Whalen, Alexander Crutchfield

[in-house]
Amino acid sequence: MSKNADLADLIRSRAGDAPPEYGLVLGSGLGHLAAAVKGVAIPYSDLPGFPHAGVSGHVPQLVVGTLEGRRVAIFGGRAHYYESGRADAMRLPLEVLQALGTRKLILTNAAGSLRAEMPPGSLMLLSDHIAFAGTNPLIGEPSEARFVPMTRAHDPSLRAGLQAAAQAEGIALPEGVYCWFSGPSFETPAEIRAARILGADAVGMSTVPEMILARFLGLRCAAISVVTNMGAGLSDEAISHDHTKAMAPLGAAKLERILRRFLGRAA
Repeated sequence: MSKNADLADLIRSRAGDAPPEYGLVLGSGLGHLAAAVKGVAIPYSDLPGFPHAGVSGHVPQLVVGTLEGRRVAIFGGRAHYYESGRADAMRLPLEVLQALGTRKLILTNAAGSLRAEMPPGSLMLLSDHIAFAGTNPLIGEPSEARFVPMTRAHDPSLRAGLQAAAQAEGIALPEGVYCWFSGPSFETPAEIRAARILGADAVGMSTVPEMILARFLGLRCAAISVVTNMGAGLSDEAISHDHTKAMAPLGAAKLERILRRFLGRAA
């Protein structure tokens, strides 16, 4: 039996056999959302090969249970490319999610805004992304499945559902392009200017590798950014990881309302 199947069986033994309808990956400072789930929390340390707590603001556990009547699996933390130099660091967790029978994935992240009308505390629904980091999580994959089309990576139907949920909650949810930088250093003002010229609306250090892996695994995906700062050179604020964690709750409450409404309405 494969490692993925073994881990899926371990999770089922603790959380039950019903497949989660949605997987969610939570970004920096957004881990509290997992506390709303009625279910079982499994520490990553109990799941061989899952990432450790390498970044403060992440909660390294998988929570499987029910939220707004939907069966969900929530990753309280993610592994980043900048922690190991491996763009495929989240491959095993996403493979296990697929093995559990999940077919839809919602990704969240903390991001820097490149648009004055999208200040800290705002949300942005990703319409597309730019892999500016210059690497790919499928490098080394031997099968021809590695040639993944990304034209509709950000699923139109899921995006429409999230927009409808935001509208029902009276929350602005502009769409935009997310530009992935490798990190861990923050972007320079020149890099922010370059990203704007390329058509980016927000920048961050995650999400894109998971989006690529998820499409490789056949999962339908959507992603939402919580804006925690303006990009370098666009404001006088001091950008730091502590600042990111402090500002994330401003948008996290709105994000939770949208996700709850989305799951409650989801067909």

Virtue-theoretic accounts of knowledge start by capturing the value of knowledge as an achievement and work from there to develop a full theory of knowledge. But environmental luck, which is compatible with achievements but typically defeats knowledge, introduces some unique challenges for these accounts to overcome. While far from devastating for the virtue-theoretic project, several authors have viewed these worries as an opportunity to shift their focus towards understanding. In the past, understanding has been mostly ignored by epistemologists who considered it to be a psychological state rather than something worth further inquiry. Over the past decade, this view has changed and understanding is quickly becoming a topic of great interest and lively debate. Among the key questions in this debate is the relationship between knowledge and understanding, the role of epistemic luck, and whether understanding has final value as a cognitive achievement. However, the debate is taking place in the absence of a useful theory of understanding that can provide a principled means of addressing these topics. This project aims to help remedy the situation by identifying a kind of understanding, which I call ampliative understanding, that can provide a framework in which the current debate can take place. In staying true to the virtue-theoretic approach, this account of understanding starts by focusing on its value as a cognitive achievement and working from there. On this view, an agent with ampliative understanding will be able to acquire true beliefs in a way that manifests her cognitive abilities. While there are certainly other kinds of understanding that may be of epistemological import, ampliative understanding is able to accommodate our intuitions about the value of understanding and can capture most of the necessary features for understanding that we find in the literature. My hope is that, with the framework of ampliative understanding in place, we can have a debate that is both rigorous and productive.